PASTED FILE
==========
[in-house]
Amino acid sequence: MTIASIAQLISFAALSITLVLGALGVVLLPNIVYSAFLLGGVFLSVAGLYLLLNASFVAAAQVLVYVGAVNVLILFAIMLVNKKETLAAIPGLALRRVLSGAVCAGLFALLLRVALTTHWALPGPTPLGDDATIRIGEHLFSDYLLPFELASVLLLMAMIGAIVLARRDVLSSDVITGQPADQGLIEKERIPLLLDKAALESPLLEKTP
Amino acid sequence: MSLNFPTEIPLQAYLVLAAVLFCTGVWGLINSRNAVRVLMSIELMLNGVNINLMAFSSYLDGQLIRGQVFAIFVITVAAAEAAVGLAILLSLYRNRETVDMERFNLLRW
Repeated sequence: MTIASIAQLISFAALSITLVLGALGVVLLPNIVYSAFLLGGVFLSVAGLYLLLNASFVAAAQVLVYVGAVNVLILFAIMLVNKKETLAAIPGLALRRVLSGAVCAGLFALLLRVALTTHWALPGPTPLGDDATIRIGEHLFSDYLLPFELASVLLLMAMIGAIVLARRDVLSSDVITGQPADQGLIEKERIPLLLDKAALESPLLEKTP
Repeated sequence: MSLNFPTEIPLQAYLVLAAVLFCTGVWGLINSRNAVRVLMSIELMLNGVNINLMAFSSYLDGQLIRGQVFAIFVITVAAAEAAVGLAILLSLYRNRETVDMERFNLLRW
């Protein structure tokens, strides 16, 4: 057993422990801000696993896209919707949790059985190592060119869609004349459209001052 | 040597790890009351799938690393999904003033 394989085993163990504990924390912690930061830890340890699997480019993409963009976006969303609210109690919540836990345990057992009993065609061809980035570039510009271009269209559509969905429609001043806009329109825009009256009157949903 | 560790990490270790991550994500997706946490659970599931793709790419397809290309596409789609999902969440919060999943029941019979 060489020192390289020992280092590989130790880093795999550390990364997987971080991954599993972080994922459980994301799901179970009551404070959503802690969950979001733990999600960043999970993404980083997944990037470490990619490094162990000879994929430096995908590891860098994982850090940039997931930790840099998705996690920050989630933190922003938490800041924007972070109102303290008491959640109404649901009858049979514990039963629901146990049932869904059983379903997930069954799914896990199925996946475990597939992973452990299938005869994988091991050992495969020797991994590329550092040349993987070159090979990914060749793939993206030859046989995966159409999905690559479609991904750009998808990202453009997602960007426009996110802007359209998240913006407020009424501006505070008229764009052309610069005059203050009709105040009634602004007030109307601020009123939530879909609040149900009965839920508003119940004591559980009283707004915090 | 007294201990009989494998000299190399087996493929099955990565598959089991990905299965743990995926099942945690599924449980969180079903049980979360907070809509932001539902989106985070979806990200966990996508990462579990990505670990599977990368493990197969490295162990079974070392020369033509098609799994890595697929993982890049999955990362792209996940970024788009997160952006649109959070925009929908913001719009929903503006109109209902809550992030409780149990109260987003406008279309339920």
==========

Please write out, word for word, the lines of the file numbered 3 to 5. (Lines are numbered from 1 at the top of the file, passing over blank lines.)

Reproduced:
Amino acid sequence: MSLNFPTEIPLQAYLVLAAVLFCTGVWGLINSRNAVRVLMSIELMLNGVNINLMAFSSYLDGQLIRGQVFAIFVITVAAAEAAVGLAILLSLYRNRETVDMERFNLLRW
Repeated sequence: MTIASIAQLISFAALSITLVLGALGVVLLPNIVYSAFLLGGVFLSVAGLYLLLNASFVAAAQVLVYVGAVNVLILFAIMLVNKKETLAAIPGLALRRVLSGAVCAGLFALLLRVALTTHWALPGPTPLGDDATIRIGEHLFSDYLLPFELASVLLLMAMIGAIVLARRDVLSSDVITGQPADQGLIEKERIPLLLDKAALESPLLEKTP
Repeated sequence: MSLNFPTEIPLQAYLVLAAVLFCTGVWGLINSRNAVRVLMSIELMLNGVNINLMAFSSYLDGQLIRGQVFAIFVITVAAAEAAVGLAILLSLYRNRETVDMERFNLLRW